ramatic Dunstanburgh Castle was built at a time
when relations between King Edward II and his most powerful baron, Earl Thomas of Lancaster, had
become openly hostile. Lancaster began the fortress in 1313, and the latest archaeological research
carried out by English Heritage indicates that he built it on a far grander scale than was hitherto
recognised, perhaps more as a symbol of his opposition to the king than as a military stronghold.
The innovative gatehouse, for instance, competed with the new royal castles in Wales.
he earl failed to reach Dunstanburgh when his rebellion was
defeated, being taken and executed in 1322. Thereafter the castle passed eventually to John of Gaunt, who
strengthened it against the Scots by converting the great twin towered gatehouse into a keep. The focus of
fierce fighting during the Wars of the Roses, it was twice besieged and captured by Yorkist forces, but
subsequently fell into decay. Its impressive ruins now watch over a headland famous for seabirds.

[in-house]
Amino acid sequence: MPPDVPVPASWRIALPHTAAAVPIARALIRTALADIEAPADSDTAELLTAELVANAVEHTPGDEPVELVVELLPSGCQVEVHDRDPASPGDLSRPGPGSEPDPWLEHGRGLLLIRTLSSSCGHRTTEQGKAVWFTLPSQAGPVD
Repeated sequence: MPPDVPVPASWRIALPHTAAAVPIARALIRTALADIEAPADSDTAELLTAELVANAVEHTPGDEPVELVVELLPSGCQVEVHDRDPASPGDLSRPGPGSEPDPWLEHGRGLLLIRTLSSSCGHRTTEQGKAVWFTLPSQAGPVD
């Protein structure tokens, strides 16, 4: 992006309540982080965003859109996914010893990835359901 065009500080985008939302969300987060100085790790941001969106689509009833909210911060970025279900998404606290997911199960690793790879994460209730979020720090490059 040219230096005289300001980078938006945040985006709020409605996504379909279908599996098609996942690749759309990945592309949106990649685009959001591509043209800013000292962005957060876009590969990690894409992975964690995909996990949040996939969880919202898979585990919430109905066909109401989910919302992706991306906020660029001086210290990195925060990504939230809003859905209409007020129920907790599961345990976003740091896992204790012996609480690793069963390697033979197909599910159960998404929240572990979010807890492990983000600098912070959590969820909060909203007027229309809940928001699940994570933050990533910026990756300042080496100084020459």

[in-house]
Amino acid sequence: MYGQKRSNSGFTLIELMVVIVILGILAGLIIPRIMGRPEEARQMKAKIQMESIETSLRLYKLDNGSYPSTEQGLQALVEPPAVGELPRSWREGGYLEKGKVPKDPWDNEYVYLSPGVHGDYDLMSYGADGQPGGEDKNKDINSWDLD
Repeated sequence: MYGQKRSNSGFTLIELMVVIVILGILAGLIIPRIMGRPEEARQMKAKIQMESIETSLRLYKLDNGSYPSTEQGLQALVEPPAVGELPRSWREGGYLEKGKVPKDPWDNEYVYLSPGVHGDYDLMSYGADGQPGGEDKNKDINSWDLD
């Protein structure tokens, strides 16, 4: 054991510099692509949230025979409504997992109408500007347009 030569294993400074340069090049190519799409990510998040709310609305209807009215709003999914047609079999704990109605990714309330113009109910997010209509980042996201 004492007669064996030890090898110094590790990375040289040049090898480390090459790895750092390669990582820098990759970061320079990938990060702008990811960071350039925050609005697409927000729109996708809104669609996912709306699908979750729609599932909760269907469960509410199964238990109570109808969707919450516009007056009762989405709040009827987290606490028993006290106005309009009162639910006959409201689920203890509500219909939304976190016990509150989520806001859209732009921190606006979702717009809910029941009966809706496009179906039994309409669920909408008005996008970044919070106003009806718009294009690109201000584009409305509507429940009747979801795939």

unstanbugh Castle is owned by The National Trust and entry is free to NT members. The property is
maintained and managed by English Heritage.
How to find us
: Parking in Craster village; approx 1½ miles walk. A charge is payable.
: Arriva 401, 501 Alnwick-Belford with connections from Berwick-upon-Tweed and Newcastle
(passing Metro Haymarket); alight at Craster 1½ miles.
Telephone: 01670 533128 for further details
: Chathill (U), not Sunday, 5 miles from Embleton, 7 miles from Castle; Alnmouth, 7 miles
from Craster, 8 miles from Castle.
: +44 (0)1665 576231
Daily opening times (2019)
1 Apr - 30 Sep: daily 10am - 6pm
2 Sep - 30 Sep: daily 10am - 5pm
1 Oct - 3 Nov: daily 10am - 4pm
4 Nov - 23 Dec: Sat-Sun 10am - 4pm
24 Dec - 25 Dec: Closed
26 Dec - 1 Jan: daily 10am - 4pm
2 Jan - 16 Feb: Sat-Sun 10am - 4pm
17 Feb - 23 Feb: daily 10am - 4pm
24 Feb - 31 Mar: Sat-Sun 10am - 4pm
Children under 5:Free
English Heritage sites to visit
in North Northumberland